Culture

Movie review: “Kick-Ass 2”

kick ass

Kick-Ass 2

dir. Jeff Wadlow

Release Date: Aug 16, 13

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If you tend to read film geek-friendly movie news websites, and you shake your head at all the woefully premature, panicked invective delivered whenever a beloved franchise is given a sequel with a new director/writer/etc. at the helm, just know that movies like Kick-Ass 2 are the reason this sort of panic exists. A totally woeful sequel to a largely wonderful movie that left a ton of room for improvement in subsequent installments, Kick-Ass 2 ensures that the goodwill the first installment garnered with viewers will have to be earned back with a great deal of effort should a third film come to pass. Whether that’s even an idea worth exploring is really called into question at this point, though.

After blowing up a mob boss with a bazooka while flying through the air with jetpacks, Dave “Kick-Ass” Lizewski (Aaron Taylor-Johnson) and Mindy “Hit Girl” Macready (Chloe Grace Moretz) are trying to lead civilian lives as high schoolers despite self-actualizing as superheroes. Mindy is doing a better job of it; at the behest of her godfather (Morris Chestnut), she lays down Hit Girl’s weapons and attempts to fit in with the cool kids. Dave, meanwhile, joins up with Justice Forever, an underground league of everyday superheroes inspired by Kick-Ass’ work and led by Col. Stars & Stripes (Jim Carrey under quite a lot of prosthetics), a born-again Christian and former mob heavy. There’s also Chris D’Amico (Christopher Mintz-Plasse), who abandons his Red Mist hero garb in favor of his dead mother’s BDSM wear (yes, seriously) and becomes The Motherfucker. In a move endemic of writer-director Jeff Wadlow’s overall approach to the material, the film ignores the obvious Oedipal overtones and just giggles at the word “motherfucker” a lot.

What many critics missed with Kick-Ass was how deftly it handled its subject matter. It synthesized moments of genuine pathos (nothing in the sequel is a hundredth as moving as Big Daddy’s death sequence), pitch-black comedy and the contemplation of how sociopathic many real-life superheroes would truly be into what’s best described as a funny version of Watchmen, and an affecting portrait of wayward teenagers trying to find their place in the world. Whether this is attributed to the across-the-board committed performances, the assured direction from Matthew Vaughn or just serendipity, it did something interesting in an increasingly stale subgenre. Arguably, one of the film’s biggest strengths was its deviation from Mark Millar’s source comic, which traded far more heavily on aren’t-I-so-edgy crassness and raging misogyny and less on the innate strengths of his subject matter. Kick-Ass 2 feels much more like a Millar comic made manifest, and this is meant as whatever the polar opposite of a compliment is.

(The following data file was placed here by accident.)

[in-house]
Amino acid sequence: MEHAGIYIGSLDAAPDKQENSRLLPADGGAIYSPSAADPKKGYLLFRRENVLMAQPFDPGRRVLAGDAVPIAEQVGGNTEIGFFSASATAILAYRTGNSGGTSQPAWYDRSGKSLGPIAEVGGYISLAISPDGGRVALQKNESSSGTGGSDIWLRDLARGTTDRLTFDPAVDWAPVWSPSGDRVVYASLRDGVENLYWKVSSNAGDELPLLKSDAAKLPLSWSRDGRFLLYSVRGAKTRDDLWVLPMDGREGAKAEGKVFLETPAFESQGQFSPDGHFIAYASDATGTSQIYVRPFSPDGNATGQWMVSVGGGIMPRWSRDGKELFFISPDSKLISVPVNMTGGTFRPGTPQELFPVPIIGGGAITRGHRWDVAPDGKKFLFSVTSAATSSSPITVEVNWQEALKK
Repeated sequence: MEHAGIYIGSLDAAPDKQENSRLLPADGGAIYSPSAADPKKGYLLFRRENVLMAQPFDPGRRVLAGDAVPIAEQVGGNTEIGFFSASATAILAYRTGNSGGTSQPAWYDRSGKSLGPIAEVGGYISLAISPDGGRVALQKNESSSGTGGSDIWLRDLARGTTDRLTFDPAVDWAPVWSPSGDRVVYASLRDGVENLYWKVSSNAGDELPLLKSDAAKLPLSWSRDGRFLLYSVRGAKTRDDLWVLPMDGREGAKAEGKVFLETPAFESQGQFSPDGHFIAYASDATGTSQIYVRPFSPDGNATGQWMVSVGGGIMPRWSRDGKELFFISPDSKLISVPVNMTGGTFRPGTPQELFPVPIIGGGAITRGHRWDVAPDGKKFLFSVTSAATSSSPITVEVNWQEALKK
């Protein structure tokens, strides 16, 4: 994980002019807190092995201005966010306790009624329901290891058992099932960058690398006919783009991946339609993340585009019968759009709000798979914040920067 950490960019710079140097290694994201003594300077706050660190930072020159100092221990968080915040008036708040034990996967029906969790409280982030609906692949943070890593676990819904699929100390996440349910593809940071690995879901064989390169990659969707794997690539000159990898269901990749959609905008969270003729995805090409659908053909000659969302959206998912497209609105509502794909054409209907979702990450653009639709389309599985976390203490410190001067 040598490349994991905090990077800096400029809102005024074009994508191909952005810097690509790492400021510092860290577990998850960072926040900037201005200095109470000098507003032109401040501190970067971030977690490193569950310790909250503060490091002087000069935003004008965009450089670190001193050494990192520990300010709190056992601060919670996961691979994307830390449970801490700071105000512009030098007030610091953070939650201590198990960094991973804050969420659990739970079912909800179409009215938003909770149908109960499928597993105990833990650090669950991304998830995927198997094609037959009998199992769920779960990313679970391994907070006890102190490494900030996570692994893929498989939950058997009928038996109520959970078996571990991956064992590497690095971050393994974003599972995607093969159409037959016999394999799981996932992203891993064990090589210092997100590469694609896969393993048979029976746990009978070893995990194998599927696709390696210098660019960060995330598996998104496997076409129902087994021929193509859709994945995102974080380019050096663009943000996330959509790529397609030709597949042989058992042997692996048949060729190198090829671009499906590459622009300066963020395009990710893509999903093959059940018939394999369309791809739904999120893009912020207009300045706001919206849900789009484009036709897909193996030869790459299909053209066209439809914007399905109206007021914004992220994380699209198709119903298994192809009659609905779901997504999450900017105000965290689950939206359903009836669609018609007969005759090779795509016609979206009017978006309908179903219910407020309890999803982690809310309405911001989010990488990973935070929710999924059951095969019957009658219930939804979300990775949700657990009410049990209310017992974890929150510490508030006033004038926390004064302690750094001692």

As in the first film, Moretz is the MVP of this woeful enterprise, which is good given that in the past three years Taylor-Johnson gained a six-pack and lost a huge chunk of the charisma that made him such an endearing lead. He’s given little to do, to be fair, as Justice Forever inexplicably serves as the film’s C-plot, after Moretz’s struggles with puberty and The Motherfucker’s formation of a rival league of supervillains. (A quick note on the latter: There’s not enough room in this review for the indignant words I have about the sequence in which Night Bitch, the comeliest member of Justice Forever and Kick-Ass’ sporadic lover, is hastily pushed into the background of the film after an implied gang rape scene that’s preceded by jokes about impotence.) The high school story doesn’t fare much better as the film goes on, although Moretz manages to get an affecting performance out of beyond-tedious material about what dumb sluts popular girls are. At least when this narrative thread resolves itself, the literal fountains of excrement that bid it farewell put a nice point on the audience’s likely reception.

The film feels like it’s functioning on fast-forward for much of its runtime, racing through narrative beats that are clearly supposed to land with a greater deal of resonance than they do. One sequence in which The Motherfucker sends his henchmen to jail to send a message to Kick-Ass is clearly supposed to be this film’s equivalent of the aforementioned Big Daddy scene, but is handled and discarded so hastily that it’s barely memorable by film’s end. Another, in which Col. Stars & Stripes faces off against a room full of The Motherfucker’s best henchmen, suffers the same fate. That’s okay, because the screenplay so desperately wants viewers to leave on a sugar rush while quoting the film’s endless treasure trove of R-rated bon mots that it doesn’t really matter. The film’s final showdown, in which everyday heroes and villains’ bodies pile up as the heroes rattle off one-liners like “stupid gash” in reference to a masculine woman, is a montage of everything that Kick-Ass 2 gets wrong. It’s deafening, it’s garish, it’s covered in embarrassingly bad CGI, and it’s trying way, way too hard to bait the sort of audience that’s probably just going to bootleg the thing anyway.